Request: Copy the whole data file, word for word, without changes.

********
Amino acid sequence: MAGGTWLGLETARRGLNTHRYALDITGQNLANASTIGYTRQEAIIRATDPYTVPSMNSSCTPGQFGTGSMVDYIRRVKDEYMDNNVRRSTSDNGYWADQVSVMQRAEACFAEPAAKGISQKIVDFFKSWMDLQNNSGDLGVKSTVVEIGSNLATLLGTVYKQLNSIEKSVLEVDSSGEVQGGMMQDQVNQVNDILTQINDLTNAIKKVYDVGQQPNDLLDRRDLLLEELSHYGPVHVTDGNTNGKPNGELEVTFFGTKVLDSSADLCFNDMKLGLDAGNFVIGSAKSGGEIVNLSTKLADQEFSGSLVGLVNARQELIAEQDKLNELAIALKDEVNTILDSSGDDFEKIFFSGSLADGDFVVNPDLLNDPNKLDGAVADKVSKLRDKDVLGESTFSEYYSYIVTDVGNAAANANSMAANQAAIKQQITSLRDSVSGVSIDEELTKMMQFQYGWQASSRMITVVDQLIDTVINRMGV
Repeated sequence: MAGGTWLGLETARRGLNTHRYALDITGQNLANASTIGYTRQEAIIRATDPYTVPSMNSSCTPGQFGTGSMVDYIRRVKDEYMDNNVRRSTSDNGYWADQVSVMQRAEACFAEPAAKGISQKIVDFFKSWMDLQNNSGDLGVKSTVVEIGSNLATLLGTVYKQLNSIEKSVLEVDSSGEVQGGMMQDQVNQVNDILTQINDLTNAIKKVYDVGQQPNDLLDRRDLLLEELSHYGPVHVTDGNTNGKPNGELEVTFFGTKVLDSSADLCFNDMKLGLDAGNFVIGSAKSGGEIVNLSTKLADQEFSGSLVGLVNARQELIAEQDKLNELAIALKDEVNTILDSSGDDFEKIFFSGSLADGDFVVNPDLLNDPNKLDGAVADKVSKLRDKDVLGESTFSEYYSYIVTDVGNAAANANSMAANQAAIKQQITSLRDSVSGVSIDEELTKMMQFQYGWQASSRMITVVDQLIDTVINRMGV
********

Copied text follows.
Amino acid sequence: MAGGTWLGLETARRGLNTHRYALDITGQNLANASTIGYTRQEAIIRATDPYTVPSMNSSCTPGQFGTGSMVDYIRRVKDEYMDNNVRRSTSDNGYWADQVSVMQRAEACFAEPAAKGISQKIVDFFKSWMDLQNNSGDLGVKSTVVEIGSNLATLLGTVYKQLNSIEKSVLEVDSSGEVQGGMMQDQVNQVNDILTQINDLTNAIKKVYDVGQQPNDLLDRRDLLLEELSHYGPVHVTDGNTNGKPNGELEVTFFGTKVLDSSADLCFNDMKLGLDAGNFVIGSAKSGGEIVNLSTKLADQEFSGSLVGLVNARQELIAEQDKLNELAIALKDEVNTILDSSGDDFEKIFFSGSLADGDFVVNPDLLNDPNKLDGAVADKVSKLRDKDVLGESTFSEYYSYIVTDVGNAAANANSMAANQAAIKQQITSLRDSVSGVSIDEELTKMMQFQYGWQASSRMITVVDQLIDTVINRMGV
Repeated sequence: MAGGTWLGLETARRGLNTHRYALDITGQNLANASTIGYTRQEAIIRATDPYTVPSMNSSCTPGQFGTGSMVDYIRRVKDEYMDNNVRRSTSDNGYWADQVSVMQRAEACFAEPAAKGISQKIVDFFKSWMDLQNNSGDLGVKSTVVEIGSNLATLLGTVYKQLNSIEKSVLEVDSSGEVQGGMMQDQVNQVNDILTQINDLTNAIKKVYDVGQQPNDLLDRRDLLLEELSHYGPVHVTDGNTNGKPNGELEVTFFGTKVLDSSADLCFNDMKLGLDAGNFVIGSAKSGGEIVNLSTKLADQEFSGSLVGLVNARQELIAEQDKLNELAIALKDEVNTILDSSGDDFEKIFFSGSLADGDFVVNPDLLNDPNKLDGAVADKVSKLRDKDVLGESTFSEYYSYIVTDVGNAAANANSMAANQAAIKQQITSLRDSVSGVSIDEELTKMMQFQYGWQASSRMITVVDQLIDTVINRMGV